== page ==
The Children’s Resource Center features two murals by illustrator Susan Guevara, depicting characters from her book Chato and the Party Animals. The murals were created in 2006, in the wake of Hurricane Katrina, as a gift to the library. They portray a mix of literary and musical icons and the resilient spirit of New Orleans.
The title of the murals comes from a Mexican adage: “Tambien de dolor se canta cuando llorar no se puede.” Translated, it means, “Sorrow also sings when it runs too deep to cry.”
Photo credit: Linda Gielec, Children’s Resource Center Library
DeKalb County Public Library, Decatur, Georgia
DeKalb County sold a Pete the Cat library card as part of a fundraiser for the Library Foundation in 2012. (Some cards are still in use today!) Along with the limited-edition “Be a Cool Cat” collector card, shirts, magnets, posters, and water bottles displaying the card logo were also available. Local resident and Pete the Cat creator James Dean appeared at the library to help launch the card campaign.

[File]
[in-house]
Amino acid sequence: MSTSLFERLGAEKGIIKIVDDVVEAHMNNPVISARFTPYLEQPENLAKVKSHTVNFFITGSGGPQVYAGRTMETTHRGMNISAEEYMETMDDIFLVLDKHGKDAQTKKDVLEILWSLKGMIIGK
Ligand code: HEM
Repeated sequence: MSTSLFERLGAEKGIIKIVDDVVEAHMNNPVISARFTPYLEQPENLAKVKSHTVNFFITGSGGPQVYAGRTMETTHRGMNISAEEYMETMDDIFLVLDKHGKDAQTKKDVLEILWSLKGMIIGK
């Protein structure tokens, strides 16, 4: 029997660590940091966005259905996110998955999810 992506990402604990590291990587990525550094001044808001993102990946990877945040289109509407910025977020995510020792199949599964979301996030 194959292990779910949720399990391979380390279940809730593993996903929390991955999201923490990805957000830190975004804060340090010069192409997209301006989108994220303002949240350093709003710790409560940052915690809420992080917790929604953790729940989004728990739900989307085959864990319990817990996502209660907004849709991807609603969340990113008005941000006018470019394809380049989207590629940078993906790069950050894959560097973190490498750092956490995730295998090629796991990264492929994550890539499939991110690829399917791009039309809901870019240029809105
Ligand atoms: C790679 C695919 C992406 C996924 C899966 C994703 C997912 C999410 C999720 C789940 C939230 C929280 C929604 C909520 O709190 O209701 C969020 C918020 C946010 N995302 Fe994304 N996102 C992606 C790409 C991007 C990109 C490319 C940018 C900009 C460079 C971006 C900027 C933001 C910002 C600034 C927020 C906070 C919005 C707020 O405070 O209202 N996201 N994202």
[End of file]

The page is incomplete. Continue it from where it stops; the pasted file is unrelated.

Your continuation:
East Baton Rouge Parish Library, Baton Rouge, Louisiana
The children’s room (far left) at East Baton Rouge Parish Library hosts a collection of framed art by children’s book illustrators and from children’s literature. At left is framed artwork from Mr. Ferlinghetti’s Poem by David Frampton.
Photos courtesy of Children’s Services East Baton Rouge Parish Library
Farmington (Michigan) Community Library
Wong Herbert Yee provided the Farmington Library with his original graphics from Fireman Small for the library’s 1,000 Books before Kindergarten program materials, including a brochure, reading log, and flyer. Yee is a local Troy, Michigan resident.